Corporate Finance For Dummies
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Intangible assets listed on a corporate balance sheet are things that add value to a company but that don’t actually exist in physical form. Intangible assets primarily include the legal rights to some idea, image, or form. Any assets that a company hasn’t otherwise listed in the assets portion of the balance sheet go into an all-inclusive portion called other assets.

The exact items included in the other assets category can vary quite a bit depending on the industry in which the company operates.

Here are just a few examples on intangible assets:

  • The big yellow M that McDonald’s uses as its logo is worth quite a bit because people recognize it worldwide. Imagine if McDonald’s simply gave that M, which it calls the “Golden Arches,” away to another restaurant. How much business would it attract?

  • The curved style of the Coca-Cola bottles, as well as the font of the words Coca-Cola, are worth a lot of money because, like the Golden Arches, they’re easy to recognize across the globe.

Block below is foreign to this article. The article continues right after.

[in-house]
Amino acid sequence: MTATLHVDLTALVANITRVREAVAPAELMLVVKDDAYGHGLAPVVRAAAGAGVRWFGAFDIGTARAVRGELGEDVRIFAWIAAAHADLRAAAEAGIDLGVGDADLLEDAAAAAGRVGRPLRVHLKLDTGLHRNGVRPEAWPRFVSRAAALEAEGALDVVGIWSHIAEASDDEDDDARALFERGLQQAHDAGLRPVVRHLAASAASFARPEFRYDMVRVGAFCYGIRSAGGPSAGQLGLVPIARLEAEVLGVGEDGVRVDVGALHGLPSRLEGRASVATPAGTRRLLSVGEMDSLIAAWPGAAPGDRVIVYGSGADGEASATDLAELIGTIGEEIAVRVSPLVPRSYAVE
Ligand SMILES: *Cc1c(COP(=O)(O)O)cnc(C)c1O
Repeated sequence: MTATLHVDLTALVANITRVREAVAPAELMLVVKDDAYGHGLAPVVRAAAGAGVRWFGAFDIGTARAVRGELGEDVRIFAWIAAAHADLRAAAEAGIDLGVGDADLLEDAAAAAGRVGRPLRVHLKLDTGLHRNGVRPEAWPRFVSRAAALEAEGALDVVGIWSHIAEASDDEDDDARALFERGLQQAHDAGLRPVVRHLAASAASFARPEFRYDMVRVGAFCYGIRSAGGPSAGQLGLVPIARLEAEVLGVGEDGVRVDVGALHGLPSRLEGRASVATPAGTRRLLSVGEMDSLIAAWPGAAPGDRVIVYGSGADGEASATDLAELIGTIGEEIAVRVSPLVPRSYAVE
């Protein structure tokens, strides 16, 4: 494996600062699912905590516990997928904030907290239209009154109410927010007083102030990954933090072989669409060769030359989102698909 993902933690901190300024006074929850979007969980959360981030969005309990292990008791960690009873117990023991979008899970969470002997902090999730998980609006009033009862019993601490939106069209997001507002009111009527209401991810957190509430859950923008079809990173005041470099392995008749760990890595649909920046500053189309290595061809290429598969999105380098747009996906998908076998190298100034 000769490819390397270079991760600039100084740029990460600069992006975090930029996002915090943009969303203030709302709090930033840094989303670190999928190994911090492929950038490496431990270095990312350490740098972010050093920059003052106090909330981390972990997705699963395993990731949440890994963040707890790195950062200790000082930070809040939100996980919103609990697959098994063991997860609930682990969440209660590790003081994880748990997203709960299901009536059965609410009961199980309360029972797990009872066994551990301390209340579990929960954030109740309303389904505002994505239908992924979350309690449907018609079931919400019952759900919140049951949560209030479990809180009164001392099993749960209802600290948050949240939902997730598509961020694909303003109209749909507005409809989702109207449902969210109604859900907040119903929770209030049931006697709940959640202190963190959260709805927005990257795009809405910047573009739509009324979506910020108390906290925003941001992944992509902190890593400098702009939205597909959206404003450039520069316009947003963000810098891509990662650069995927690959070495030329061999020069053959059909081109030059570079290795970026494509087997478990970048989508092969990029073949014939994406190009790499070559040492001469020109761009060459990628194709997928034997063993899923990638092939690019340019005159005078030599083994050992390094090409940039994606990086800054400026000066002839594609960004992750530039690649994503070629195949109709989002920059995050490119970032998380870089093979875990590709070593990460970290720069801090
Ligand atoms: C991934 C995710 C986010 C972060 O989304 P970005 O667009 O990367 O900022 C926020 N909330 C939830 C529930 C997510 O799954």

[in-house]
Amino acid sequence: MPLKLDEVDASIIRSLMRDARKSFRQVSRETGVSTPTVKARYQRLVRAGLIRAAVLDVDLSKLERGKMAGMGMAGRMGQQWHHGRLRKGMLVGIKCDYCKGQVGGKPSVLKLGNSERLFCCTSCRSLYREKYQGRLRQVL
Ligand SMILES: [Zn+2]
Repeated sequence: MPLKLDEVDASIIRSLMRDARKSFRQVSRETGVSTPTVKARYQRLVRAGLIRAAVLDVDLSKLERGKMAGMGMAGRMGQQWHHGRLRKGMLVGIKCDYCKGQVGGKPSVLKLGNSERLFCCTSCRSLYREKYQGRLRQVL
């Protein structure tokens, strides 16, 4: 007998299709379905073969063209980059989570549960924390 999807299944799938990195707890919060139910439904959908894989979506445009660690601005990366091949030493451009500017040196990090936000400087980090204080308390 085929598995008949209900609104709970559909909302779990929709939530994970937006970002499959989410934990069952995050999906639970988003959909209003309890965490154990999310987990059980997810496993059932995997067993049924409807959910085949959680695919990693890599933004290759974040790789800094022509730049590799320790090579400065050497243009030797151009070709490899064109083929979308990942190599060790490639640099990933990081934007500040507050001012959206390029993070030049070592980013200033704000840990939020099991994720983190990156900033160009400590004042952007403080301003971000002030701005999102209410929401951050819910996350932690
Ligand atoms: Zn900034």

• For pharmaceutical companies, owning the patent to some new form of medication can be worth quite a lot even if they’re not producing the medicine yet simply because the patent gives them the right to produce that medicine while simultaneously restricting other businesses from producing the same thing.

None of these examples can be physically touched, but they contribute to the value of the company and are certainly considered long-term assets.

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Kenneth W. Boyd has 30 years of experience in accounting and financial services. He is a four-time Dummies book author, a blogger, and a video host on accounting and finance topics.

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